In late March Indianapolis sanctioned that the First Church of Cannabis is in fact a real church.  But now they have something even more impressive: tax exemption. 

Even though marijuana is illegal in Indiana, this hemp temple is getting around this law by operating under the state's newly-approved Religious Freedom Restoration Act. This act secures that interests in religious freedom are protected.

The church's first meeting will be held non-coincidentally on the same day that the Indiana Religious Freedom Restoration Act takes effect, July 1, 2015.  The basis of the religion is “to start a church based on love and understanding with compassion for all.”

Bill Levin, founder of the First Church of Cannabis says the church will feature a canna choir and a band. Levin says the church plans to grow hemp; although the church will not buy or sell marijuana, but smoking in church will apparently be allowed.

Hopefully in the future 4/20 will become a religious holiday and we can all stay home from work and smoke all day.


Storing marijuana seeds shouldn't be a difficult subject matter, yet every toking Tom will tell you their method is the best only to come out with half your seeds ending up unusable.

Often times storage methods are not considered serious enough. Yet, when you spend enough dough on your favorite strains, you don't want any of them ending up barren due to a silly mistake that you've made.

Now, I know many of you have never explored using your green thumb to plant anything until you've considered growing your own diggity dank nugs, but let's take it back to 3rd grade science.  We all know that in order for a seed to germinate it needs a few vital things.  Like the saying goes “April showers bring May flowers.” It needs moisture, light, and warm temperatures.  So, if you want to keep your seeds from germinating avoid all those things.  Sounds simple enough, right?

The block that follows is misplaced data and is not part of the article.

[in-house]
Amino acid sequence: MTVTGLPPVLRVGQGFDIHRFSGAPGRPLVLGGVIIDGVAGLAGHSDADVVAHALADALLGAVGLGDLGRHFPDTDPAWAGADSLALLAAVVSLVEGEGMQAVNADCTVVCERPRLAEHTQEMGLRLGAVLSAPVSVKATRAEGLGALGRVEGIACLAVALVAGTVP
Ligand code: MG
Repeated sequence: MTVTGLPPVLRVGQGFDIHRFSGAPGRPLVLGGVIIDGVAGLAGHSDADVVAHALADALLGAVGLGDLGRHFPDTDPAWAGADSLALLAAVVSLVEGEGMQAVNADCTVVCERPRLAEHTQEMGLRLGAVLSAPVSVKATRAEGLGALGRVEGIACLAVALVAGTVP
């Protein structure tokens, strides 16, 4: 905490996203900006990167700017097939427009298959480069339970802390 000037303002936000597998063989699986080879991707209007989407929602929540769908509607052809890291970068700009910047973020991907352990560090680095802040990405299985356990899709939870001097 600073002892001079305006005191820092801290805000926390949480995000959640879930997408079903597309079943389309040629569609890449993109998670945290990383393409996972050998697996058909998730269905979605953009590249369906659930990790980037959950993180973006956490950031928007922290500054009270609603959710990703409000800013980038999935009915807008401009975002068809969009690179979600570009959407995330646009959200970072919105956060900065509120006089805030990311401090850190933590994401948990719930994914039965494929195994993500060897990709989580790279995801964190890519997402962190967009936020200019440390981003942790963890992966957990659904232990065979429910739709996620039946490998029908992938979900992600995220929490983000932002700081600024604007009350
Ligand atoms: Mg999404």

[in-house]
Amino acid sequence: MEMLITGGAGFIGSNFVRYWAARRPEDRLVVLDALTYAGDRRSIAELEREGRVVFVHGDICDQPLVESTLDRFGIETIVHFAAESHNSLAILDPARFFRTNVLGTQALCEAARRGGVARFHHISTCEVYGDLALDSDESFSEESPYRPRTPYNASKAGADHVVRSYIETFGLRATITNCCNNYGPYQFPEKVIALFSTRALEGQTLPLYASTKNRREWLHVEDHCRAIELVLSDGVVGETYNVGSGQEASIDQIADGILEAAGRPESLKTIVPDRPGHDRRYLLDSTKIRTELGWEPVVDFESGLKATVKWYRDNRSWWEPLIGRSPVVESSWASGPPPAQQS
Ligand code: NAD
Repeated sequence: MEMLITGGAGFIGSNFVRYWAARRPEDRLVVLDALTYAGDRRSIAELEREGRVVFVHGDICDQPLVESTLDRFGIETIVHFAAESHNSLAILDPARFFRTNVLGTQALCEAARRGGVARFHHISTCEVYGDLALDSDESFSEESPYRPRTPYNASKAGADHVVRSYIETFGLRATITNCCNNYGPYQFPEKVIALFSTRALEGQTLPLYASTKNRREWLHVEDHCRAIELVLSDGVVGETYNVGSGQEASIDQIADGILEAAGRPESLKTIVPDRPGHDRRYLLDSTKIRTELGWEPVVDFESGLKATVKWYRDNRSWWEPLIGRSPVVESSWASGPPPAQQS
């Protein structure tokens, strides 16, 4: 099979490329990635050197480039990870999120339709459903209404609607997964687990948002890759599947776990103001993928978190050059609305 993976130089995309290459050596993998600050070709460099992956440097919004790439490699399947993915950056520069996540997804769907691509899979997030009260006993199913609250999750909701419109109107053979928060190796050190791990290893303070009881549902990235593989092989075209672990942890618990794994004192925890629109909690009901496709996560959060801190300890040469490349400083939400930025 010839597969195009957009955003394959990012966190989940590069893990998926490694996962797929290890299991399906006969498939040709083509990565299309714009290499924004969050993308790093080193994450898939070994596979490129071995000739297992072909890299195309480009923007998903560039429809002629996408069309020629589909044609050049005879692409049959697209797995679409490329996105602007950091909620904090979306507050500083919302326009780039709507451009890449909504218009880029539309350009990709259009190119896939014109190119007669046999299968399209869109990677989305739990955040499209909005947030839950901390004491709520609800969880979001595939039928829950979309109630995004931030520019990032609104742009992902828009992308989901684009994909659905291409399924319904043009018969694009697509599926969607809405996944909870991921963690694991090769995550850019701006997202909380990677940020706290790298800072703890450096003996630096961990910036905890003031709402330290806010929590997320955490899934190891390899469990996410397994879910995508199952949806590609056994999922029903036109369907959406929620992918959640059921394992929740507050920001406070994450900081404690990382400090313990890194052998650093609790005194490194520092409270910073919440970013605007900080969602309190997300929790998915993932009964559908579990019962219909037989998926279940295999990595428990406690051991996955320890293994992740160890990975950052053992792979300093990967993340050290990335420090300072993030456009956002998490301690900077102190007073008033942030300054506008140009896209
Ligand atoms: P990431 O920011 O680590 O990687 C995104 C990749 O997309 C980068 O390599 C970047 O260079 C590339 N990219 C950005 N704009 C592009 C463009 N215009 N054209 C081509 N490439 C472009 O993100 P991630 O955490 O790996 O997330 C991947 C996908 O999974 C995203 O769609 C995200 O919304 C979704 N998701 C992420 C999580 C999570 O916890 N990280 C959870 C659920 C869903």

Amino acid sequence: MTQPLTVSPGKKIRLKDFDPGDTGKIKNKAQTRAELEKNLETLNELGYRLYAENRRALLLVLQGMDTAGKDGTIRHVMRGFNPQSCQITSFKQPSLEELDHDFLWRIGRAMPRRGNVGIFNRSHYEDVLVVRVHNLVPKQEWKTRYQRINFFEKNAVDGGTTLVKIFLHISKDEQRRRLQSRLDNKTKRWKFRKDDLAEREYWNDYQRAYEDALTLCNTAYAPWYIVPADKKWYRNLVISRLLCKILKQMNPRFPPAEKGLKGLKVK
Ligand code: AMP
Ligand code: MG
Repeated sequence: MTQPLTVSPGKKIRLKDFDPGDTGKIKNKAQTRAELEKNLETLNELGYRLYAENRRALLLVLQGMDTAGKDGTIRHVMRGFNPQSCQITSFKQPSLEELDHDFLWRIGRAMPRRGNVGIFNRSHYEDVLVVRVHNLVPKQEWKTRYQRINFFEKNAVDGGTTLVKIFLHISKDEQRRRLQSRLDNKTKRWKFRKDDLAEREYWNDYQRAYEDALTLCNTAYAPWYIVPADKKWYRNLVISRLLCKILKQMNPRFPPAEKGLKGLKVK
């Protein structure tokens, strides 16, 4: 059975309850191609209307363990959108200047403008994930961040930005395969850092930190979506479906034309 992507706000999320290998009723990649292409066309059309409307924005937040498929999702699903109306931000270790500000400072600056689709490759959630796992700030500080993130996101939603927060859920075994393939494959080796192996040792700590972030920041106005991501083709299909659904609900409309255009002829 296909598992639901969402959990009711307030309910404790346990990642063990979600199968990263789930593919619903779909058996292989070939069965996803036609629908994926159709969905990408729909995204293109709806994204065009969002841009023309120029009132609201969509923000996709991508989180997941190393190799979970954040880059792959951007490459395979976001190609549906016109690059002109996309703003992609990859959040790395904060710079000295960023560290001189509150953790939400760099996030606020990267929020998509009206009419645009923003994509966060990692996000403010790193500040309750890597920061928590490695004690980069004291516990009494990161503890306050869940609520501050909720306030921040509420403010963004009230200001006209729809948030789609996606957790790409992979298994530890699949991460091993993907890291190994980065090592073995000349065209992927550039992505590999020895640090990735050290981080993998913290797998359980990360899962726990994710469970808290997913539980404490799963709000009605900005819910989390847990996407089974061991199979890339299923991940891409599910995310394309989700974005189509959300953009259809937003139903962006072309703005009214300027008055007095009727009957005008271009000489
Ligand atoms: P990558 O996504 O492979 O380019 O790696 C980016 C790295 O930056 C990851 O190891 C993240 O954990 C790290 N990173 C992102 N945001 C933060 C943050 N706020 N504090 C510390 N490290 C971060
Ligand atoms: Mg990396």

So to break it down, you're going to need an airtight container like a film canister for example.

Temperature Trends

Then, put a few silica gel beads or rice grains in your container to soak up any accidental moisture. The humidity should be no more than 10%.  Put your seeds in a tiny envelope, bag, or ideally vacuum packed and  then put it in your air tight container.  Make sure to label what's inside each container with a date on it as well. You don't want to take your seeds out unless you have to; temperature changes and exposure to light isn't good for viability in the long run.  Now you're ready to put your babies away for planting next year.  Avoid putting them in the fridge door where temperature tends to vary, better in a back corner somewhere.

I understand that sometimes you live with other people and you don't want them to get their grubby little fingers on your seeds. If you don't want to have a mysterious cannister in the back of your fridge labeled “Nothing in this cannister is worth dying for” then you can take a riskier option and store your seeds in a closet, under your bed, someplace dark and protected.  However, these places may be more susceptible to temperature change and the #1 enemy of seed storage: humidity. In this case you must be adamant when it comes to moisture control.

Store your seeds properly and you can sleep well at night knowing that next year and maybe a few years after the next you can still enjoy growing your most beloved strain of seeds.

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